Times are tough for us Free Speech defenders ….
It’s bad enough that so few Americans understand either the protections or the limitations of the First Amendment’s Free Speech provisions. Fewer still can distinguish between hate speech and hate crimes. And even lawyers dedicated to the protection of our constitutional right to publicly opine and debate recognize the existence of grey zones.
When the Internet first became ubiquitous, I celebrated this new mechanism for expression. I saw it as a welcome new development in the “marketplace of ideas.” What I didn’t see was its potential for the spread of deliberate propaganda.
Color me disabused.
Steve Bannon coined the phrase that explains what we are seeing: “flooding the zone with shit.” Rather than inventing a story to counter explanations with which one disagrees, the new approach–facilitated by bots and AI– simply produces immense amounts of conflicting and phony “information” which is then uploaded to social media and other sites. The goal is no longer to make people believe “story A” rather than “story B.” The goal is to create a population that no longer knows what to believe.
It’s a tactic that has infected American politics and made governing close to impossible–but it is not a tactic confined to the U.S. It’s global.
A report published last week by the European Commission, the body that governs the European Union, says that when X, the company formerly known as Twitter, got rid of its safety standards, Russian disinformation on the site took off. Lies about Russia’s war against Ukraine spread to at least 165 million people in the E.U. and allied countries like the U.S., and garnered at least 16 billion views. The study found that Instagram, Telegram, and Facebook, all owned by Meta, also spread pro-Kremlin propaganda that uses hate speech and boosts extremists.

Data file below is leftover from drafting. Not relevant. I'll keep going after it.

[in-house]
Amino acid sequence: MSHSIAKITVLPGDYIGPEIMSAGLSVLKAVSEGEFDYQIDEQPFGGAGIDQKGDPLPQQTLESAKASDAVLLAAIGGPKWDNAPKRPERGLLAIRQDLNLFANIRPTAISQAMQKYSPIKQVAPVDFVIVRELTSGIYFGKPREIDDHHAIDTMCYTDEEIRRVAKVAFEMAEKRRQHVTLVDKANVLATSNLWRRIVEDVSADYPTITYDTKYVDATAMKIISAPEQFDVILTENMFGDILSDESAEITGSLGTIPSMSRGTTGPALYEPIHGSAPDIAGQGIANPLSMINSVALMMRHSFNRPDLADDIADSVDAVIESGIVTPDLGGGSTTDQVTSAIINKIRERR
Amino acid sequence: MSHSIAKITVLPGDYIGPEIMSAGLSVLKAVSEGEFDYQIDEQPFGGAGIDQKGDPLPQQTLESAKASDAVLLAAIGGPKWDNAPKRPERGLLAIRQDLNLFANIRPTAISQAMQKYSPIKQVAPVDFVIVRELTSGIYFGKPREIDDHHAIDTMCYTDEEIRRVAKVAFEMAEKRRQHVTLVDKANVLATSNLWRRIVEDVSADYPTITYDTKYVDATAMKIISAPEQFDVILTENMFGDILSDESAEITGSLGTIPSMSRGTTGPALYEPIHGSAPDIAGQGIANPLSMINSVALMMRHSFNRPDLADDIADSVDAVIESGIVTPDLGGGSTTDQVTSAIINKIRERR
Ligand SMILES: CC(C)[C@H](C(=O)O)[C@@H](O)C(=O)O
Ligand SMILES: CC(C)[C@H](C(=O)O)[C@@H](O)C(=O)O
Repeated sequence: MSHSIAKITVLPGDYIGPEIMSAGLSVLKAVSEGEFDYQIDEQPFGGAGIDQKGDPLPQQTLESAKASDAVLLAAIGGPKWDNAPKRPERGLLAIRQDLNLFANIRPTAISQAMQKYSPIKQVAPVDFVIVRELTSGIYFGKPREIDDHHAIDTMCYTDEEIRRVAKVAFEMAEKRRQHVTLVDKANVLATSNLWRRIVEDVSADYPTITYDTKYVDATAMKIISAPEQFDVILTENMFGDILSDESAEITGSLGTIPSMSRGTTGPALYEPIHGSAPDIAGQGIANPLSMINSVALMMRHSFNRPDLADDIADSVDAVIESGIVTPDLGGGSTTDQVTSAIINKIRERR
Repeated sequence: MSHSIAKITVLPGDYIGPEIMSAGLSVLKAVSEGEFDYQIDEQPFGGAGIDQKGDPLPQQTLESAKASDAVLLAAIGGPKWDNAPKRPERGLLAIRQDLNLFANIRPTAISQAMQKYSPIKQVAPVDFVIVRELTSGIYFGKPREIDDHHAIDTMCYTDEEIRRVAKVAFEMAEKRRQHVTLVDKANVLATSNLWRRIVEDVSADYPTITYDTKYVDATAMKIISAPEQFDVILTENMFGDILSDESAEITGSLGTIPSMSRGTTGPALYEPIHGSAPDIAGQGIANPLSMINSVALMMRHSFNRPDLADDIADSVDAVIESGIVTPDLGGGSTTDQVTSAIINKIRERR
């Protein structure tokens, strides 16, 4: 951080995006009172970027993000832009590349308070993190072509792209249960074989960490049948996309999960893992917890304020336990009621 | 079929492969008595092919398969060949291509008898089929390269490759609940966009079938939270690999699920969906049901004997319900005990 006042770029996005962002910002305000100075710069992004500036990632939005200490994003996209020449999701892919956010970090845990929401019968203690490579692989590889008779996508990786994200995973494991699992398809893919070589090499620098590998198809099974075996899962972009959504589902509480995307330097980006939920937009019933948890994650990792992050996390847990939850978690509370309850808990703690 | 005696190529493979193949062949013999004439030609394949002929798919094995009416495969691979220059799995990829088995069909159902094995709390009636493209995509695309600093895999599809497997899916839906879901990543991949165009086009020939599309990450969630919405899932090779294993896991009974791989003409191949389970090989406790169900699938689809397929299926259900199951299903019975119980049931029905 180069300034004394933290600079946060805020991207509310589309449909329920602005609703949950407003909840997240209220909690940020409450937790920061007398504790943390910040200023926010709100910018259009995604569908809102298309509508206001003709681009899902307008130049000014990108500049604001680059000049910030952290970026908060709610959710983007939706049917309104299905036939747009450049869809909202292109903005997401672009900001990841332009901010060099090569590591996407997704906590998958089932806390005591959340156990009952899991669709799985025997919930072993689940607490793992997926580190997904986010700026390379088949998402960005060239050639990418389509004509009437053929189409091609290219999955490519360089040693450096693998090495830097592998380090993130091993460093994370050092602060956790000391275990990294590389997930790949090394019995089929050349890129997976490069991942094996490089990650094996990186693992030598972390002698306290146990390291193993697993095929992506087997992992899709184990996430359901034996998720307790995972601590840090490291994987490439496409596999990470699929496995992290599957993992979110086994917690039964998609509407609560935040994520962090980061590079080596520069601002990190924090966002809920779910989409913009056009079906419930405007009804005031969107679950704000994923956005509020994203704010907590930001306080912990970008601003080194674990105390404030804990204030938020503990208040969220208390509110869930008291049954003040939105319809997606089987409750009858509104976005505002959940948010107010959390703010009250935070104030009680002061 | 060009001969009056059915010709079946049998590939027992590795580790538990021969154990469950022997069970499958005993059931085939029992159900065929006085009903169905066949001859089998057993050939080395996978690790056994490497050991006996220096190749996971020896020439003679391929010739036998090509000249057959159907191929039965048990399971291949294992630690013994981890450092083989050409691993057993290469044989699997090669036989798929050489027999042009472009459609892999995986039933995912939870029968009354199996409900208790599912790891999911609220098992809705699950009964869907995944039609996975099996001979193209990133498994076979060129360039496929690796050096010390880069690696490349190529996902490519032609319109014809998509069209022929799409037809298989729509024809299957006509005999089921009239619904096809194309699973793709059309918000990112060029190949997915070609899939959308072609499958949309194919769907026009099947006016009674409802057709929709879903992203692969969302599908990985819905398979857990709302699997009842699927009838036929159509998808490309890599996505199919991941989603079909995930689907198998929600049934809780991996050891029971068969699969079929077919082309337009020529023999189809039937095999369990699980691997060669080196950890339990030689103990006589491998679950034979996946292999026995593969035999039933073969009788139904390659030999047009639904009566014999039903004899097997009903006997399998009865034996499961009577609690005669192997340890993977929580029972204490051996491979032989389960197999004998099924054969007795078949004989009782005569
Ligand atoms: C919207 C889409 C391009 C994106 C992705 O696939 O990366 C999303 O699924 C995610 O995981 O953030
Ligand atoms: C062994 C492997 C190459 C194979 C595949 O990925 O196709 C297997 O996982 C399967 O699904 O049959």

The report concluded that “the Kremlin’s ongoing disinformation campaign not only forms an integral part of Russia’s military agenda, but also causes risks to public security, fundamental rights and electoral processes” in the E.U. The report’s conclusions also apply to the U.S., where the far right is working to undermine U.S. support for Ukraine by claiming—falsely—that U.S. aid to Ukraine means the Biden administration is neglecting emergencies at home, like the fires last month in Maui.
Russian operatives famously flooded social media with disinformation to influence the 2016 U.S. election, and by 2022 the Federal Bureau of Investigation (FBI) warned that China had gotten into the act. Today, analyst Clint Watts of Microsoft reported that in the last year, China has honed its ability to generate artificial images that appear to be U.S. voters, using them to stoke “controversy along racial, economic, and ideological lines.” It uses social media accounts to post divisive, AI-created images that attack political figures and iconic U.S. symbols.
Once upon a time, America could depend upon two large oceans to protect us from threats from abroad. Those days are long gone, and our contemporary isolationists–who refuse to understand, for example, how Russia’s invasion of Ukraine could affect us–utterly fail to recognize that opposing our new global reality doesn’t make it go away.
The internet makes it possible to deliver disinformation on a scale never previously available–or imagined. And it poses a very real problem for those of us who defend freedom of speech, because most of the proposed “remedies” I’ve seen would make things worse.
This nation’s Founders weren’t naive; they understood that ideas are powerful, and that bad ideas can do real harm. They opted for freedom of speech–defined in our system as freedom from government censorship– because they also recognized that allowing government to decide which ideas could be exchanged would be much more harmful.
I still agree with the Founders’ decision, but even if I didn’t, current communication technology has largely made government control impossible. (I still recall a conversation I had with two students at a Chinese university that had invited me to speak. I asked them about China’s control of the Internet and they laughed, telling me that any “tech savvy” person could evade state controls–and that many did. And that was some 18 years ago.)
At this poiint, we have to depend upon those who manage social media platforms to monitor what their users post, which is why egomaniacs like Elon Musk–who champions a “free speech” he clearly doesn’t understand–are so dangerous.
Ultimately, we will have to depend upon the ability of the public to separate the wheat from the chaff–and the ability to do that requires a level of civic literacy that has thus far eluded us….